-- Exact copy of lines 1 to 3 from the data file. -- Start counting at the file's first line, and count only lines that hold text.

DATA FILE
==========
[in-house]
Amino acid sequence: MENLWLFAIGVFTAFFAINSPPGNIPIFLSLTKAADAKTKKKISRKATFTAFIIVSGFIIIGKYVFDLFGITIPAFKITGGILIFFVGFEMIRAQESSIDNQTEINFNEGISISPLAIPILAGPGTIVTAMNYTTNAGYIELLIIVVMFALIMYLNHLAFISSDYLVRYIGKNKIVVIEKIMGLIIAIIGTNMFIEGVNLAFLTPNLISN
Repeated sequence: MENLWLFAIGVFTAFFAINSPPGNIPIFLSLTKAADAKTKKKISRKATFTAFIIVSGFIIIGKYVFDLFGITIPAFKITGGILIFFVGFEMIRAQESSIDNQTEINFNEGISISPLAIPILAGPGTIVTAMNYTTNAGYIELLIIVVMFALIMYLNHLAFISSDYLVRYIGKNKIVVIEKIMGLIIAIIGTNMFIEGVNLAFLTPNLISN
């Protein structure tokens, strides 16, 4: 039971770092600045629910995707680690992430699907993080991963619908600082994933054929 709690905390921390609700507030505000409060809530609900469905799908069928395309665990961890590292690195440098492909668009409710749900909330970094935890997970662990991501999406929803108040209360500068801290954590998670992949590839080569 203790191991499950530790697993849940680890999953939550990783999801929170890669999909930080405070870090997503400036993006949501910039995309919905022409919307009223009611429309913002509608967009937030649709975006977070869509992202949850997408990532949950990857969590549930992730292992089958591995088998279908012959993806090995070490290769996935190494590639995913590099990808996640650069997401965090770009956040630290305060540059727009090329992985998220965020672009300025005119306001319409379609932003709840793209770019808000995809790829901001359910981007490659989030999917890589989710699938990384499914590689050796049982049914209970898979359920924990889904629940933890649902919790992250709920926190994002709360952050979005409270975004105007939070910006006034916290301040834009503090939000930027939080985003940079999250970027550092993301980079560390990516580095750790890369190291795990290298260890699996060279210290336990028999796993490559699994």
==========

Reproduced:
[in-house]
Amino acid sequence: MENLWLFAIGVFTAFFAINSPPGNIPIFLSLTKAADAKTKKKISRKATFTAFIIVSGFIIIGKYVFDLFGITIPAFKITGGILIFFVGFEMIRAQESSIDNQTEINFNEGISISPLAIPILAGPGTIVTAMNYTTNAGYIELLIIVVMFALIMYLNHLAFISSDYLVRYIGKNKIVVIEKIMGLIIAIIGTNMFIEGVNLAFLTPNLISN
Repeated sequence: MENLWLFAIGVFTAFFAINSPPGNIPIFLSLTKAADAKTKKKISRKATFTAFIIVSGFIIIGKYVFDLFGITIPAFKITGGILIFFVGFEMIRAQESSIDNQTEINFNEGISISPLAIPILAGPGTIVTAMNYTTNAGYIELLIIVVMFALIMYLNHLAFISSDYLVRYIGKNKIVVIEKIMGLIIAIIGTNMFIEGVNLAFLTPNLISN